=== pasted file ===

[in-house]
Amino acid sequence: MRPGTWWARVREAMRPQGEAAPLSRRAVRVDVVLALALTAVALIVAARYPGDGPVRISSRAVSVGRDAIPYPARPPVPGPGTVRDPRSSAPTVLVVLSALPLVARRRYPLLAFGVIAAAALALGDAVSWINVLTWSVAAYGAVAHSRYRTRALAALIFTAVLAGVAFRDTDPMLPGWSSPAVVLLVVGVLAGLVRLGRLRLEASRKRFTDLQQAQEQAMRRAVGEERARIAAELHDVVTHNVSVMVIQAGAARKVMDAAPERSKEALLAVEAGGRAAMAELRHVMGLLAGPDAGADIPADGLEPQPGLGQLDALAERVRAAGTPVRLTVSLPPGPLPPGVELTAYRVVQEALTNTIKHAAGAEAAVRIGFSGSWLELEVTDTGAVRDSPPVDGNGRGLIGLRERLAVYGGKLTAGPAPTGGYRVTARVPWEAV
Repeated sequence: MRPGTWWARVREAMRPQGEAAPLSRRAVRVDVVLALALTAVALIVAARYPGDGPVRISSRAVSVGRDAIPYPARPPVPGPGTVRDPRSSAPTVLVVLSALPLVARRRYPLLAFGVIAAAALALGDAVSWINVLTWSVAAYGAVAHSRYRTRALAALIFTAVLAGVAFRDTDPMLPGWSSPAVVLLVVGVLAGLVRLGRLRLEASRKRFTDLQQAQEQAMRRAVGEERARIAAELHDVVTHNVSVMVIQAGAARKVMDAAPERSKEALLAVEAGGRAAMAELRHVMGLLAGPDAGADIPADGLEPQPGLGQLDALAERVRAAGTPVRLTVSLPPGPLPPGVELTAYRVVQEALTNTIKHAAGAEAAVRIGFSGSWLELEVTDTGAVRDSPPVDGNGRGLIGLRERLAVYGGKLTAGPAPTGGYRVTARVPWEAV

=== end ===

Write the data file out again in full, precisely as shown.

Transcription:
[in-house]
Amino acid sequence: MRPGTWWARVREAMRPQGEAAPLSRRAVRVDVVLALALTAVALIVAARYPGDGPVRISSRAVSVGRDAIPYPARPPVPGPGTVRDPRSSAPTVLVVLSALPLVARRRYPLLAFGVIAAAALALGDAVSWINVLTWSVAAYGAVAHSRYRTRALAALIFTAVLAGVAFRDTDPMLPGWSSPAVVLLVVGVLAGLVRLGRLRLEASRKRFTDLQQAQEQAMRRAVGEERARIAAELHDVVTHNVSVMVIQAGAARKVMDAAPERSKEALLAVEAGGRAAMAELRHVMGLLAGPDAGADIPADGLEPQPGLGQLDALAERVRAAGTPVRLTVSLPPGPLPPGVELTAYRVVQEALTNTIKHAAGAEAAVRIGFSGSWLELEVTDTGAVRDSPPVDGNGRGLIGLRERLAVYGGKLTAGPAPTGGYRVTARVPWEAV
Repeated sequence: MRPGTWWARVREAMRPQGEAAPLSRRAVRVDVVLALALTAVALIVAARYPGDGPVRISSRAVSVGRDAIPYPARPPVPGPGTVRDPRSSAPTVLVVLSALPLVARRRYPLLAFGVIAAAALALGDAVSWINVLTWSVAAYGAVAHSRYRTRALAALIFTAVLAGVAFRDTDPMLPGWSSPAVVLLVVGVLAGLVRLGRLRLEASRKRFTDLQQAQEQAMRRAVGEERARIAAELHDVVTHNVSVMVIQAGAARKVMDAAPERSKEALLAVEAGGRAAMAELRHVMGLLAGPDAGADIPADGLEPQPGLGQLDALAERVRAAGTPVRLTVSLPPGPLPPGVELTAYRVVQEALTNTIKHAAGAEAAVRIGFSGSWLELEVTDTGAVRDSPPVDGNGRGLIGLRERLAVYGGKLTAGPAPTGGYRVTARVPWEAV